Communicate in the background

This guide provides an overview of how to support key use cases for communicating with peripheral devices when your app is running in the background:

There are multiple options to support each of these use cases. Each one has benefits and drawbacks that might make it more or less suitable for your specific needs.

The following diagram shows a simplified view of the guidance on this page:

Find a device

First, your app needs to find a device to connect to. To find a BLE device you can use either of the following APIs:

In the background

There is no limitation on using either of these APIs while the app is not visible, but they do both need your app process to be alive. If the app process is not running, you can use the following workarounds:

Connect to a device

To connect to a device after you have found it, you need to get a BluetoothDevice instance for the device from one of the following sources:

After you have a BluetoothDevice instance, you can start a connection request to the corresponding device by calling one of the connectGatt() methods. The value that you pass into the autoConnect boolean defines which of the following two connection modes the GATT client uses:

  • Direct connect (autoconnect = false): Try to connect to the peripheral device directly, and fail if the device isn't available. In case of disconnection, the GATT client doesn't automatically try to reconnect.
  • Auto connect (autoconnect = true): Try to automatically connect to the peripheral device whenever it's available. In case of a disconnection initiated by the peripheral or because the peripheral is out of range, the GATT client automatically tries to reconnect when the peripheral is available.

In the background

There is no restriction on connecting to a device while the app is in the background, although the connection is closed if your process is killed. In addition there are restrictions on starting activities (in Android 10 and higher) or foreground services (in Android 12 and higher) from the background.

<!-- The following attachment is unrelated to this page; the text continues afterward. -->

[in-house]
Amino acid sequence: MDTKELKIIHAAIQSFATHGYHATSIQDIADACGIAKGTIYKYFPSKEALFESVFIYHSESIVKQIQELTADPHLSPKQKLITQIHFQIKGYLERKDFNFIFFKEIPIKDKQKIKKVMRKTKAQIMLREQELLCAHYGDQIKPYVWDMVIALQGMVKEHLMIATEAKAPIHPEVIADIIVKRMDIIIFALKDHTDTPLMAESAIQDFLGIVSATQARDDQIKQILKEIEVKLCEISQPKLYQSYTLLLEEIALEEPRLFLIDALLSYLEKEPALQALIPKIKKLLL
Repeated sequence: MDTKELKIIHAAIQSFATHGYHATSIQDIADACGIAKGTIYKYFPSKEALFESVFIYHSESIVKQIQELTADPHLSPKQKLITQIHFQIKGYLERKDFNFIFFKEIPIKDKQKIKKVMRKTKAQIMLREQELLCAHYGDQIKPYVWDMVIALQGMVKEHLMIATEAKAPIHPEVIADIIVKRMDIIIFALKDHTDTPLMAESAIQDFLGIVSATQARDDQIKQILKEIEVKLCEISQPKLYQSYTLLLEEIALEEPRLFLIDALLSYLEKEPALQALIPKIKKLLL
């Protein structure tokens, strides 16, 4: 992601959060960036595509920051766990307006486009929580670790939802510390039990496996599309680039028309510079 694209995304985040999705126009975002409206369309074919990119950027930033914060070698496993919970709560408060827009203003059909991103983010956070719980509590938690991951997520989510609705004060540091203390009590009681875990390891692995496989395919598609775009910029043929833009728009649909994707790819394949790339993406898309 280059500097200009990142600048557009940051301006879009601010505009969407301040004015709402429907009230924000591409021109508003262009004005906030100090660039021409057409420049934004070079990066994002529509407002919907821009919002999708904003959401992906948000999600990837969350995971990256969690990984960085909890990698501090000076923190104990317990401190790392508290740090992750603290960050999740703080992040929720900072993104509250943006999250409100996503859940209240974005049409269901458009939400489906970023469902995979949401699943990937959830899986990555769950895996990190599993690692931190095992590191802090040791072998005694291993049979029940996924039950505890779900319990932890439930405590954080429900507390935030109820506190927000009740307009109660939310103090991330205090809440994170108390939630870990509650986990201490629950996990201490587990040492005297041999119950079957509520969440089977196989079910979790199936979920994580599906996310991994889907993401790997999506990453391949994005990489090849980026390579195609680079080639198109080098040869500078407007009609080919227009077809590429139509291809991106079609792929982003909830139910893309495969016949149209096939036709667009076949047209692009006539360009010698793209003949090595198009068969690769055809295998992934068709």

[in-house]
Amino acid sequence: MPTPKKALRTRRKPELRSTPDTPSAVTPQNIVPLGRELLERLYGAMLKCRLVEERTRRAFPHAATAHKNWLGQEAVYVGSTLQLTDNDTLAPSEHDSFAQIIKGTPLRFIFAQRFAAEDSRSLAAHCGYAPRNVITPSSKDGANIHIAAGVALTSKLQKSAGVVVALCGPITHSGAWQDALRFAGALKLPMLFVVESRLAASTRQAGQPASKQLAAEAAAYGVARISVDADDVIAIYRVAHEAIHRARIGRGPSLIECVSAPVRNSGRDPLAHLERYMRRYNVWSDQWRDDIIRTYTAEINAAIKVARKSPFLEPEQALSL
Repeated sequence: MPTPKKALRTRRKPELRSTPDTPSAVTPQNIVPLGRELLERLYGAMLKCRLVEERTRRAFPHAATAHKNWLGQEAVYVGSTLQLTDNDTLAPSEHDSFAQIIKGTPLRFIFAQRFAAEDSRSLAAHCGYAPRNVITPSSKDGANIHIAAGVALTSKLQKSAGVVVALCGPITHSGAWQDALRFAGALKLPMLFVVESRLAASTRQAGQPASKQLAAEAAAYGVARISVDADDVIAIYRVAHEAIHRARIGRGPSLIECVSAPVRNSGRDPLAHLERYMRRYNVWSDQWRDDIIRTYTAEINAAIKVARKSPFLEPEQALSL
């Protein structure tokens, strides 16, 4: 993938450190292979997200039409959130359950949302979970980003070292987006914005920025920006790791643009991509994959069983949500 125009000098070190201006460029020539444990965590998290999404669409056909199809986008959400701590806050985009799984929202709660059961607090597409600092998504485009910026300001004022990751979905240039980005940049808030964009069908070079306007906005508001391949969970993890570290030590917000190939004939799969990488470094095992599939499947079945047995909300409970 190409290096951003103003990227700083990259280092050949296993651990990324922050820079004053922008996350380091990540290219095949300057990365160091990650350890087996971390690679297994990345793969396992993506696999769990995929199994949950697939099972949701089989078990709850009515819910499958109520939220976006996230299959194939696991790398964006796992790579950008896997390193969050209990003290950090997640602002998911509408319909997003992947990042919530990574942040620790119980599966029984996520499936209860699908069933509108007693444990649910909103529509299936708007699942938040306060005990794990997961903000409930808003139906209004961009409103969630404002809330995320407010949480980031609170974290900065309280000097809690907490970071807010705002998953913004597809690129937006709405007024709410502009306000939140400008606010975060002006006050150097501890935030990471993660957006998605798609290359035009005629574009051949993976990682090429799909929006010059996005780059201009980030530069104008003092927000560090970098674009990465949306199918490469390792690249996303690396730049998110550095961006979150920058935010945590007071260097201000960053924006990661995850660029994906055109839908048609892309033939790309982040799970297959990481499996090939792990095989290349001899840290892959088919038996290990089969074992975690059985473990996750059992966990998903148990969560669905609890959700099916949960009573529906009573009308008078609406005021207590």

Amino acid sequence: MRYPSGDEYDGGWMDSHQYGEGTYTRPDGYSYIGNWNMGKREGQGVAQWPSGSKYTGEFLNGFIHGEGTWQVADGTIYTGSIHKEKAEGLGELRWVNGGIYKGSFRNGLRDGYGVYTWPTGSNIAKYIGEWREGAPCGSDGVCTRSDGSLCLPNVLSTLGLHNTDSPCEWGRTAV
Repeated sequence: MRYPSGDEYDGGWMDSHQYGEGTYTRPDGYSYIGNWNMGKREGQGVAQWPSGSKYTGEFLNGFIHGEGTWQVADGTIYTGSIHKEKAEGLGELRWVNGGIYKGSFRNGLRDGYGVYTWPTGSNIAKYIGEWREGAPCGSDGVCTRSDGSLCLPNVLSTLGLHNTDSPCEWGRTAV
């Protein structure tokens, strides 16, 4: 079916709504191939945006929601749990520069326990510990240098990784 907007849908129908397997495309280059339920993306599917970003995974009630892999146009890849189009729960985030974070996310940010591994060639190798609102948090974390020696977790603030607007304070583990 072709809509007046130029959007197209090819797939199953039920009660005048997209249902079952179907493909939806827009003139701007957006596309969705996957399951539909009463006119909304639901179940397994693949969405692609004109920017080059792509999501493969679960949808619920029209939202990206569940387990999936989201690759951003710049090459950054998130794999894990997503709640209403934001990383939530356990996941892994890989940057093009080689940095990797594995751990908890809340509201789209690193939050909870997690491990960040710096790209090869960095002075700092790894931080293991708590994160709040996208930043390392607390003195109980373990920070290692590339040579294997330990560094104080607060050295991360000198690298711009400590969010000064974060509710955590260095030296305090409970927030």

Thus, to perform a connection while in the background, apps can use the following solutions:

Stay connected to a device

Ideally, apps should maintain connections to peripheral devices only as long as necessary, and disconnect once the task is completed. However, there are two cases where an app might need to keep a connection alive indefinitely:

In both cases, the following options are available:

While switching between apps

Finding a device, connecting to it, and transferring data is time consuming and resource intensive. To avoid losing connection and having to perform the full process every time the user switches between apps or performs simultaneous tasks, you should keep the connection alive until the operation finishes. You can use either a foreground service with the connectedDevice type or the companion device presence API.

While listening to peripheral notifications

To listen to peripheral notifications the app must call setCharacteristicNotification(), listen to callbacks using onCharacteristicChanged(), and keep the connection alive. For most apps, it's best to support this use case with CompanionDeviceService because the app will likely need to keep listening for long periods of time. However, you can also use a foreground service.

In either case, you can reconnect after a terminated process by following the instructions in the Connect to a device section.